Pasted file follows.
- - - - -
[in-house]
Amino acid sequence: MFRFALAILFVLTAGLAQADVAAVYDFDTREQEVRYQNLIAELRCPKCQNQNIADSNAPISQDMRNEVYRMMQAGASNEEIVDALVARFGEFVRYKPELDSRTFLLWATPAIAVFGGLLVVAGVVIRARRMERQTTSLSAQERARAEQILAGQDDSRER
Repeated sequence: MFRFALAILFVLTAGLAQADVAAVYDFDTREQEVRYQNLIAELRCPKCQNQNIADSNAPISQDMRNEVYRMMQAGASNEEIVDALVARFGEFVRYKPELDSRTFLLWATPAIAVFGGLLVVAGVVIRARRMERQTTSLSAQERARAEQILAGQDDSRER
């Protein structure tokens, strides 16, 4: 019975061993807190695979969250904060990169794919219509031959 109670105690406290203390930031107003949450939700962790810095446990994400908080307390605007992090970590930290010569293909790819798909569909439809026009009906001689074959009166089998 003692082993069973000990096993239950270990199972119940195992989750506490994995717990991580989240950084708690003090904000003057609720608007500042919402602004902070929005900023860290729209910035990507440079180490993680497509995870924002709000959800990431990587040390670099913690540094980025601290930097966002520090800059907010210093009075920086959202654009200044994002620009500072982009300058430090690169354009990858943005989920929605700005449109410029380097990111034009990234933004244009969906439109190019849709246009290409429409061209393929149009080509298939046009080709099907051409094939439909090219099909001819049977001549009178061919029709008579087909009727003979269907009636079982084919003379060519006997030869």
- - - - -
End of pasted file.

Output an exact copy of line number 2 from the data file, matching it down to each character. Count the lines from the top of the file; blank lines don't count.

Amino acid sequence: MFRFALAILFVLTAGLAQADVAAVYDFDTREQEVRYQNLIAELRCPKCQNQNIADSNAPISQDMRNEVYRMMQAGASNEEIVDALVARFGEFVRYKPELDSRTFLLWATPAIAVFGGLLVVAGVVIRARRMERQTTSLSAQERARAEQILAGQDDSRER